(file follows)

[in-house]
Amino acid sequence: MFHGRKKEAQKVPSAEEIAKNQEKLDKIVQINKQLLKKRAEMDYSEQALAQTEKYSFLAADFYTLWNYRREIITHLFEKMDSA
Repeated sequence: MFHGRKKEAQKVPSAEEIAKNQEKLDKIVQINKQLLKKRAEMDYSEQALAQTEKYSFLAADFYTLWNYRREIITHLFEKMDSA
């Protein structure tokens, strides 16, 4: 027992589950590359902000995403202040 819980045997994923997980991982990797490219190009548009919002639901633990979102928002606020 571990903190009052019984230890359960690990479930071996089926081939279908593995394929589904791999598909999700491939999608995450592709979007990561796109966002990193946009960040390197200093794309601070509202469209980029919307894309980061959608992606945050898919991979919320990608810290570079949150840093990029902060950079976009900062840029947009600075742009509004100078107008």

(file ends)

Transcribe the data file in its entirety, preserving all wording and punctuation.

[in-house]
Amino acid sequence: MFHGRKKEAQKVPSAEEIAKNQEKLDKIVQINKQLLKKRAEMDYSEQALAQTEKYSFLAADFYTLWNYRREIITHLFEKMDSA
Repeated sequence: MFHGRKKEAQKVPSAEEIAKNQEKLDKIVQINKQLLKKRAEMDYSEQALAQTEKYSFLAADFYTLWNYRREIITHLFEKMDSA
């Protein structure tokens, strides 16, 4: 027992589950590359902000995403202040 819980045997994923997980991982990797490219190009548009919002639901633990979102928002606020 571990903190009052019984230890359960690990479930071996089926081939279908593995394929589904791999598909999700491939999608995450592709979007990561796109966002990193946009960040390197200093794309601070509202469209980029919307894309980061959608992606945050898919991979919320990608810290570079949150840093990029902060950079976009900062840029947009600075742009509004100078107008």